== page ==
How is the design of healthcare facilities evolving, both in Australia and further afield? Stefano Scalzo reflects on the themes that emerged from conversations at the 2016 Health Care / Health Design forum hosted by Architecture Media in Sydney in October 2016.
The health campus and the city
During the past decade, Australian health architecture has reshaped global contemporary thinking about hospitals. Through a once-in-a-generation development program, entire city-scale facilities that are focused on patient amenity informed by evidence-based design have been developed.
Today the role the built environment plays in perceptions of wellbeing is well understood, evidenced in the many ingenious ways architects create built amenity through access to daylight and views, and the use of clear and intuitive wayfinding and landscape.
But what about the hospital campus? Can we envisage a future in which the hospital becomes a “health campus” that promotes physical and psychological wellbeing? Will the health campus connect with the bikeways and pedestrian paths of our towns and cities, and can it make manifest broader landscape ecologies that augment perceptions of place and identity?
A growing focus on psychosocial health
Some fifty years after deinstitutionalization, today’s psychiatry units are in dire need of redevelopment. Older facilities are outmoded, introverted, residential in character and generally hidden away “out the back,” but design for mental illness is undergoing a revolution globally. Contemporary care models that prioritize consumers and recovery are reviving an appreciation of the ways psychological health can be aided by the built environment.
Having completed a number of exceptional developments, Australian architects are now evolving the model for mental health units into multi-level buildings with narrower footprints designed for denser hospital campuses. But what if the mental health unit was unmoored from the acute-care hospital entirely and embedded instead into the main streets of our cities and towns? How might this help our understanding of the psychology of the public realm?
Old is the new black
The problem, by now, is well known: baby boomers in the Western world are ageing and, as with most things relating to baby boomers, the problem must be dealt with now! The retirement living industry in Australia is booming and has been shaped by the needs of civilization’s most affluent generation. The market is fractured into multiple models, providers, typologies and products. But this cornucopia of offerings does not – and arguably cannot – deal with the most needy, who remain the responsibility of the state.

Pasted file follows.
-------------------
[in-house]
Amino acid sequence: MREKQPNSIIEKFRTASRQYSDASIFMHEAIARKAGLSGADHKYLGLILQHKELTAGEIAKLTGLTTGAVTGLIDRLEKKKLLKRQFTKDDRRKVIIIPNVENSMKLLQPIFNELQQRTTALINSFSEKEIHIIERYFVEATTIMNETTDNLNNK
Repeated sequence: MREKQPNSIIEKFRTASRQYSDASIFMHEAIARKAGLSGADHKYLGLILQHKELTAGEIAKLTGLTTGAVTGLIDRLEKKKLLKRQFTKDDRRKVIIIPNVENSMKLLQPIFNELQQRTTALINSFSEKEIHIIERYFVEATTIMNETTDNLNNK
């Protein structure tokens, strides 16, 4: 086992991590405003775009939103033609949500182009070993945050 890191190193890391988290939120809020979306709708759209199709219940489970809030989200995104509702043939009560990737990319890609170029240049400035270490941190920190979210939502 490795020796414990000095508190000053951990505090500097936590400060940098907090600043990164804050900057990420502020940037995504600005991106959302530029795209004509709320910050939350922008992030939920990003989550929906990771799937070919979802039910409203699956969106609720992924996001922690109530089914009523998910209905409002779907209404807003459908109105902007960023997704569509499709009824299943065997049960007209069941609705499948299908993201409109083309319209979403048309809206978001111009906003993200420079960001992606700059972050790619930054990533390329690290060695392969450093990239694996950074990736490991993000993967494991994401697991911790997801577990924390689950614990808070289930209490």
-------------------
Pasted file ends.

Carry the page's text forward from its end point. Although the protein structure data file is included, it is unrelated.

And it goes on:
How does the state shape the care it provides? Are the principles of individuality and choice commonly associated with private aged care affordable on the public purse? Does the state partner with the private sector or develop its own facilities? And how can design disciplines and their research tools assist to frame and resolve this issue?
Technology as a design tool
Researchers are now establishing definitive correlations between human brain activity and environmental design, thanks in part to the advent of cost-effective and mobile EEG equipment. This emerging knowledge can inform the design process and has the potential, when matched with virtual environment simulation, to rapidly test prototype design environments against desired human responses.
This modelling, which is equally applicable to any of today’s complex environments, has the capacity to empower people through environmental design by assisting them to move intuitively through space. Coupled with crowd modelling and time and motion software, this technology means environments can be designed to not only flow better but also make us feel less stressed.
How do we leverage this capability into rapid prototyping? How is the research data captured and made available globally? And how do we avoid determinism when codifying tacit design knowledge?
Changing of the guard
During the past decade, Australian architects have reinvigorated the hospital typology. These architects – many of them recognized with Australian Institute of Architects’ state and national architecture awards – have leveraged their success in the Asian and Middle Eastern markets of today’s global knowledge economy. Emboldened by the results, conservative government clients now expect more: today, in hospital world, design matters. However, a closer look behind the scenes reveals that a web of collaborations, procurement models and contracting arrangements is splintering forever the role of the hospital expert.
But health planning is only part of the hospital equation – a mandatory minimum. Should clients reverse their selection criteria towards a design bias? Should tender shortlists be prepared based on the capacity to deliver design excellence in complex projects, irrespective of type? And will health planning become a specialized sub-consultancy like airport and transport planning?
Author’s note: The views outlined in this piece are mine and do not represent the views of the Victorian Department of Health and Human Services.
Editor’s note: Two of the projects presented at the 2016 Health Care / Health Design symposium – Bendigo Hospital by Bates Smart and Silver Thomas Hanley, and Sunshine Coast University Hospital by joint venture partners Architectus and HDR Rice Daubney – will be reviewed in Architecture Australia’s September 2017 issue.